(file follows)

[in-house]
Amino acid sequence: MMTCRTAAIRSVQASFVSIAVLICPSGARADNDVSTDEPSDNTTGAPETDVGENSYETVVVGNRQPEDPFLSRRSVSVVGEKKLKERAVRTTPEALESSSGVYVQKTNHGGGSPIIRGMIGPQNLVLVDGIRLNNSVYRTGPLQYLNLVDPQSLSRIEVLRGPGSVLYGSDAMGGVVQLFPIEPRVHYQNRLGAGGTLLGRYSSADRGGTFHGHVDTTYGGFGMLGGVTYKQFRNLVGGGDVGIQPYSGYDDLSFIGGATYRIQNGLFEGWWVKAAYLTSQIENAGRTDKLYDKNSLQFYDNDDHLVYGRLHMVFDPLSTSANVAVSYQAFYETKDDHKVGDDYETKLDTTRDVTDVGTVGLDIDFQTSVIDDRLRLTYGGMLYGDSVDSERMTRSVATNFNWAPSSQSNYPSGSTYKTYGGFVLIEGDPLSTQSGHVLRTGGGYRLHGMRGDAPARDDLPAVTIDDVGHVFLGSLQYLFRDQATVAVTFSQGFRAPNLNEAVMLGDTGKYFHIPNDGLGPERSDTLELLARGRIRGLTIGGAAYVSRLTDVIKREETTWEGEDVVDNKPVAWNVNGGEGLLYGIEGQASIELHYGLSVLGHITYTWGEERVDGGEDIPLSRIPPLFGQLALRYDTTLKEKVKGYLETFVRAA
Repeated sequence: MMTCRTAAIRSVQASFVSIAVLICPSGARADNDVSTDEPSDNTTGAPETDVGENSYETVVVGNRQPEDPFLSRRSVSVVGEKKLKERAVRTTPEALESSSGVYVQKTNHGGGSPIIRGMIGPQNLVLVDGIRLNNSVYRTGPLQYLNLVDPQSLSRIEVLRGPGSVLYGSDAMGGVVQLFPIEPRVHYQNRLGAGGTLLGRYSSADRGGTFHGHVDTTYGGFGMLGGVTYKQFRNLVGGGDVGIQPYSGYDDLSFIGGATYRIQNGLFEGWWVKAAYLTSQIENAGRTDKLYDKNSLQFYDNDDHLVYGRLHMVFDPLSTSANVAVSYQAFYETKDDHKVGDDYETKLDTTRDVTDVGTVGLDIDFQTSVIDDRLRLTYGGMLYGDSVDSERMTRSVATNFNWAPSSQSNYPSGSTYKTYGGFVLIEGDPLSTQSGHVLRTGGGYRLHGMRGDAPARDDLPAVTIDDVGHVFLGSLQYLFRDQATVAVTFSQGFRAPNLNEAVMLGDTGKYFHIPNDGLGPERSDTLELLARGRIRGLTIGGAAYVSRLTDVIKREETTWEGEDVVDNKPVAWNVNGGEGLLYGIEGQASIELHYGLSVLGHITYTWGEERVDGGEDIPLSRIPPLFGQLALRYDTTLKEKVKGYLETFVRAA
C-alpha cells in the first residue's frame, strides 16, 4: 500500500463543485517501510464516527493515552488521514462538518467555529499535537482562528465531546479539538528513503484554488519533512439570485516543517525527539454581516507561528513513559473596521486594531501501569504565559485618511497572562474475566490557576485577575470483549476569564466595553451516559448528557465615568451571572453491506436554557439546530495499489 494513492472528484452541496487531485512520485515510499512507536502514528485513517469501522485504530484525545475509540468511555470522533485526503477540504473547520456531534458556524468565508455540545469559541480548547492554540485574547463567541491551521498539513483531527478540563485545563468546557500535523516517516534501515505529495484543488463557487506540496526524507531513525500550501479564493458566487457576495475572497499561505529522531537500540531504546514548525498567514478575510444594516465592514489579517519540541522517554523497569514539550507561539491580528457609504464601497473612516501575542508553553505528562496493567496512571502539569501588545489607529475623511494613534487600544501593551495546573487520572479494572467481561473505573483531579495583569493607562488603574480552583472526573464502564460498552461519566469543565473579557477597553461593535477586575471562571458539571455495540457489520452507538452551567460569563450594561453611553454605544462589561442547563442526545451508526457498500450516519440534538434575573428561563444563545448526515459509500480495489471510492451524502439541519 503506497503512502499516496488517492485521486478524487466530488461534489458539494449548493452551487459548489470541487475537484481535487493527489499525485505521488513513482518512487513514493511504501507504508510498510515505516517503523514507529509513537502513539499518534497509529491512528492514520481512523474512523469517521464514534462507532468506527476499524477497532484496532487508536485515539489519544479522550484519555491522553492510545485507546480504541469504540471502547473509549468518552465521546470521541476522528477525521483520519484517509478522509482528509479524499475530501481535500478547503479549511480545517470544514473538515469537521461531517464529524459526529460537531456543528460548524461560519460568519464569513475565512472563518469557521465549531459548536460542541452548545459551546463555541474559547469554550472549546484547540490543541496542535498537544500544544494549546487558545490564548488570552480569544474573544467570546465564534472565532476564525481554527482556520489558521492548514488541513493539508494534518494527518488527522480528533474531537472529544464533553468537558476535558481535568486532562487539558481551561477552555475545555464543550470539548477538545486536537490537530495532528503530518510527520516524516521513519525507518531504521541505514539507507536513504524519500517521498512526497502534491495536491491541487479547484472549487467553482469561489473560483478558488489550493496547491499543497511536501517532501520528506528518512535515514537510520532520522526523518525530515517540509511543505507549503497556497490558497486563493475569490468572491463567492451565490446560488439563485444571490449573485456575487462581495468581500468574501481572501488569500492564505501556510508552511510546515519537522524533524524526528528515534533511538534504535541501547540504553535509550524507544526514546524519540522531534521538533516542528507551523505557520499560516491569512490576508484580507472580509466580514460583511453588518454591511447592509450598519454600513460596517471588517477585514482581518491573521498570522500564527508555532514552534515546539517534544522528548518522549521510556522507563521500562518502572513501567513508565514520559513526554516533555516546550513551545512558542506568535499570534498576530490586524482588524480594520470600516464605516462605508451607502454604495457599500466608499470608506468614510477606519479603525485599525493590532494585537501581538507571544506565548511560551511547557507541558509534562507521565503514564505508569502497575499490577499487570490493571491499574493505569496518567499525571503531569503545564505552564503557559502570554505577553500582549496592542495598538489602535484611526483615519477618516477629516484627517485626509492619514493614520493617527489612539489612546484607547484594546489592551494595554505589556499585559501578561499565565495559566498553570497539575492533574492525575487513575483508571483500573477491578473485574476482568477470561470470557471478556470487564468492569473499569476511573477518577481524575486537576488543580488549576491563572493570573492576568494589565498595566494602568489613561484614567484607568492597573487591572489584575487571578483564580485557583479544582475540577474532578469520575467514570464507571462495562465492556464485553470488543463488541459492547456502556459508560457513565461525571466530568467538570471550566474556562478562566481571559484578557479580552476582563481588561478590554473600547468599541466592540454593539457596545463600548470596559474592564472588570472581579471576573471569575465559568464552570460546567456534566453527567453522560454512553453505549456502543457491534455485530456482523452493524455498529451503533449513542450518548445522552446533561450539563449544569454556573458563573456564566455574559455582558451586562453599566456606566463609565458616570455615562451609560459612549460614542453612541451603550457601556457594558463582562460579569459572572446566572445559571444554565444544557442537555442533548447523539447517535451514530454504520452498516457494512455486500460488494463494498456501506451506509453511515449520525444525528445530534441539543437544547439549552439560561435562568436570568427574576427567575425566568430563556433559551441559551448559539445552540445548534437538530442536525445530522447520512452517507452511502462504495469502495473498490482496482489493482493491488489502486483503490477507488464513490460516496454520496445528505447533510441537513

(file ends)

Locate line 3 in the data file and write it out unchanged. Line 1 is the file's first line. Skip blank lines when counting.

Repeated sequence: MMTCRTAAIRSVQASFVSIAVLICPSGARADNDVSTDEPSDNTTGAPETDVGENSYETVVVGNRQPEDPFLSRRSVSVVGEKKLKERAVRTTPEALESSSGVYVQKTNHGGGSPIIRGMIGPQNLVLVDGIRLNNSVYRTGPLQYLNLVDPQSLSRIEVLRGPGSVLYGSDAMGGVVQLFPIEPRVHYQNRLGAGGTLLGRYSSADRGGTFHGHVDTTYGGFGMLGGVTYKQFRNLVGGGDVGIQPYSGYDDLSFIGGATYRIQNGLFEGWWVKAAYLTSQIENAGRTDKLYDKNSLQFYDNDDHLVYGRLHMVFDPLSTSANVAVSYQAFYETKDDHKVGDDYETKLDTTRDVTDVGTVGLDIDFQTSVIDDRLRLTYGGMLYGDSVDSERMTRSVATNFNWAPSSQSNYPSGSTYKTYGGFVLIEGDPLSTQSGHVLRTGGGYRLHGMRGDAPARDDLPAVTIDDVGHVFLGSLQYLFRDQATVAVTFSQGFRAPNLNEAVMLGDTGKYFHIPNDGLGPERSDTLELLARGRIRGLTIGGAAYVSRLTDVIKREETTWEGEDVVDNKPVAWNVNGGEGLLYGIEGQASIELHYGLSVLGHITYTWGEERVDGGEDIPLSRIPPLFGQLALRYDTTLKEKVKGYLETFVRAA